How much does it cost to keep a homeless person out of hospital or jail, and to feed them?
That is the question that Utah’s state government asked, and when they discovered it was more than it would cost to house these people, the people’s representatives made the obvious choice.
Homelessness in Utah dropped by 78 per cent in the eight years to January 2014, and was on track to be eradicated altogether by this year.
But you won’t see a Conservative member of Parliament advocating such a policy! Why is that?
“In 2005, Utah figured out that the annual cost of Emergency Room [hospital] visits and jail stays for homeless people was about $16,670 per person, compared to $11,000 to provide each homeless person with an apartment and a social worker”, according to Nation of Change.
“So, the state began giving away apartments, with no strings attached. Each participant in Utah’s Housing First program also gets a caseworker to help them become self-sufficient, but they keep the apartment even if they fail. The program has been so successful that other states are hoping to achieve similar results with programs modeled on Utah’s.
“It sounds like Utah borrowed a page from Homes Not Handcuffs, the 2009 report by The National Law Center on Homelessness & Poverty and The National Coalition for the Homeless. Using a 2004 survey and anecdotal evidence from activists, the report concluded that permanent housing for the homeless is cheaper than criminalization. Housing is not only more human, it’s economical.”
Here in the UK, we have a lot of social housing becoming available as the Bedroom Tax takes its toll, and a consequently-rising level of homelessness – meaning that British Conservatives have missed the point of the Utah programme altogether.
Perhaps they don’t have figures showing it is cheaper to house the homeless than to kick them onto the streets. It certainly seems unlikely that the overworked NHS take care to note down every single homeless person receiving treatment – and any conclusions we draw from the remarkable rise in Accident & Emergency admissions since the Tory-led government started its pogrom against social housing would be drawing on very iffy evidence.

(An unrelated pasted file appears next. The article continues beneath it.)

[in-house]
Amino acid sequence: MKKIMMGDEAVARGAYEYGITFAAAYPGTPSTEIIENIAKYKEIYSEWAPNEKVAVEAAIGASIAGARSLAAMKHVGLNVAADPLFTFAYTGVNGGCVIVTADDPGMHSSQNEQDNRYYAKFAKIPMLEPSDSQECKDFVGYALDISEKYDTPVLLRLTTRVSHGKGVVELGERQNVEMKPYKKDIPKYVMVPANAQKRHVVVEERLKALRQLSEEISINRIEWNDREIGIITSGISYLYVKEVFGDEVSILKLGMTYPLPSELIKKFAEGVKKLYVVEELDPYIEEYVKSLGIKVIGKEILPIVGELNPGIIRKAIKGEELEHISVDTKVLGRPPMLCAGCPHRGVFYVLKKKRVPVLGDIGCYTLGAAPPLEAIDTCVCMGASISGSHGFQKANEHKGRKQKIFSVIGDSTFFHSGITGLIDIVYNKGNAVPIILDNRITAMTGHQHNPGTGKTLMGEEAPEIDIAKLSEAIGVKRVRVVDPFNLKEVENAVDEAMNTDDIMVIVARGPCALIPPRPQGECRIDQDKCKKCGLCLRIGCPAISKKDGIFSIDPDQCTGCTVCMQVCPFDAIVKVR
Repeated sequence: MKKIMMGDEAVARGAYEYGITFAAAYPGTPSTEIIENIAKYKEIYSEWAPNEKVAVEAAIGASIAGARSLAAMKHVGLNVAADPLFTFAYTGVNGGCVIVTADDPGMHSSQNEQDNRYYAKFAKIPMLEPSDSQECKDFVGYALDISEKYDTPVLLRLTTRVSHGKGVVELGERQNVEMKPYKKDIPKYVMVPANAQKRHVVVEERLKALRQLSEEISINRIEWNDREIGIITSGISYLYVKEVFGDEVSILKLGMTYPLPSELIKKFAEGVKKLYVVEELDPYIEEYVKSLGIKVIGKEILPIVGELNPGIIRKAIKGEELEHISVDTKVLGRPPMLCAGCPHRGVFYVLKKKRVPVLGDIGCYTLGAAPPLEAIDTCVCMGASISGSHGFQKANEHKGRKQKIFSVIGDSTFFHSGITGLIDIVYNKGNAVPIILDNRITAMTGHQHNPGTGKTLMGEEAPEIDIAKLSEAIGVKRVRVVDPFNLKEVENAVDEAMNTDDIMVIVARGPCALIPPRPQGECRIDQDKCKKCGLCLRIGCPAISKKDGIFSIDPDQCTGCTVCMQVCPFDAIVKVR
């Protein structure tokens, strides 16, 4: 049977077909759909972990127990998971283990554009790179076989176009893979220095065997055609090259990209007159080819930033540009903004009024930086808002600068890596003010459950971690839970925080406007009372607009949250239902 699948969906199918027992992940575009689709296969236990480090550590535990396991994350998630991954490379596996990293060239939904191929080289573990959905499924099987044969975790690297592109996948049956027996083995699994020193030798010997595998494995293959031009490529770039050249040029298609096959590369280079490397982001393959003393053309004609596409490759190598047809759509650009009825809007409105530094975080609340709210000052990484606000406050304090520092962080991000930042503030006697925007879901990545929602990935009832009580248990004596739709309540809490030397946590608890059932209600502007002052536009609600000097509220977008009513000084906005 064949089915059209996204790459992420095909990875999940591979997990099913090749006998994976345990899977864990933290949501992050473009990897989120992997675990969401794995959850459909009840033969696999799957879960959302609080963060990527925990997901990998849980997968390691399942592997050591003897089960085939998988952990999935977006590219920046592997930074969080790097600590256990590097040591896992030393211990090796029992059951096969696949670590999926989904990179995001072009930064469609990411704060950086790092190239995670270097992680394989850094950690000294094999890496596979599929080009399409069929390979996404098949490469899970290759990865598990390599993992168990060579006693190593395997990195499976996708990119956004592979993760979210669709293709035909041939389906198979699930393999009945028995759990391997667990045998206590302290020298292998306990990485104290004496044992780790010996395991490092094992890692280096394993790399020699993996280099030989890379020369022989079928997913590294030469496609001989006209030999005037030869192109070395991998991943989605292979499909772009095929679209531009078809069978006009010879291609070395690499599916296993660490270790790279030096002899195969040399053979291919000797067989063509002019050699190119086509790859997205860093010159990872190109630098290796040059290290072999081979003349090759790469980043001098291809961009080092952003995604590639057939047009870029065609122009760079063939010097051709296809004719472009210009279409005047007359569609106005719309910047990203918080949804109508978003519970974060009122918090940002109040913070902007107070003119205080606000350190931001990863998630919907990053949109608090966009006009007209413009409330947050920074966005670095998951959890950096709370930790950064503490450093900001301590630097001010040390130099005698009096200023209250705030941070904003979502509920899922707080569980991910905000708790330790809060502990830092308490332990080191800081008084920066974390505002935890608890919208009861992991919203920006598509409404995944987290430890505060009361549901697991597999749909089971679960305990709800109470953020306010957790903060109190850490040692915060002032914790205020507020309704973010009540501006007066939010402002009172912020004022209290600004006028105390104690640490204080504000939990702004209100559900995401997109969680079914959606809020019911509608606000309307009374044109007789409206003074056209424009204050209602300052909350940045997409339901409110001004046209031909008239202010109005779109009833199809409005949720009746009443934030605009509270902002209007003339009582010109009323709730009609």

Perhaps they want to develop the now-empty social housing into expensive homes for the very rich. This certainly seems to be happening in London. Even developments that are forced to include affordable housing have done so by segregation – adding divisive “poor doors” so that rich and poor neighbours need never meet each other.
Perhaps they simply want to hurt poor people.
This seems the most likely.
We have seen other Conservative policies that push up the cost to the taxpayer. Without taking homelessness into consideration, the cost of the Bedroom Tax has always been more than it saved. Labour has shown that the increase in tuition fees will cost the UK nearly £300 billion by 2030, with the state having to write off an additional £2 billion in student debt every year. Universal Credit, and the cuts to social security benefits, deserve to have books written about the shocking mismanagement they have suffered.
It can’t be about saving money, you see. One of the most right-wing states in one of the most right-wing countries in the world started running a social housing programme in the knowledge that it would save money for taxpayers, so the Tories can’t suggest that’s what they’re doing.
It has to be spite.
Why, then, do British voters – especially the English – support such behaviour? This kind of aggression can be directed at anybody, and there is only so much money and humiliation that can be wrung from people on benefits and the disabled (the Tories’ most recent targets).
Pensioners have been lined up as the next targets. They dominate the DWP’s social security spending, taking 68 per cent of the total amount.
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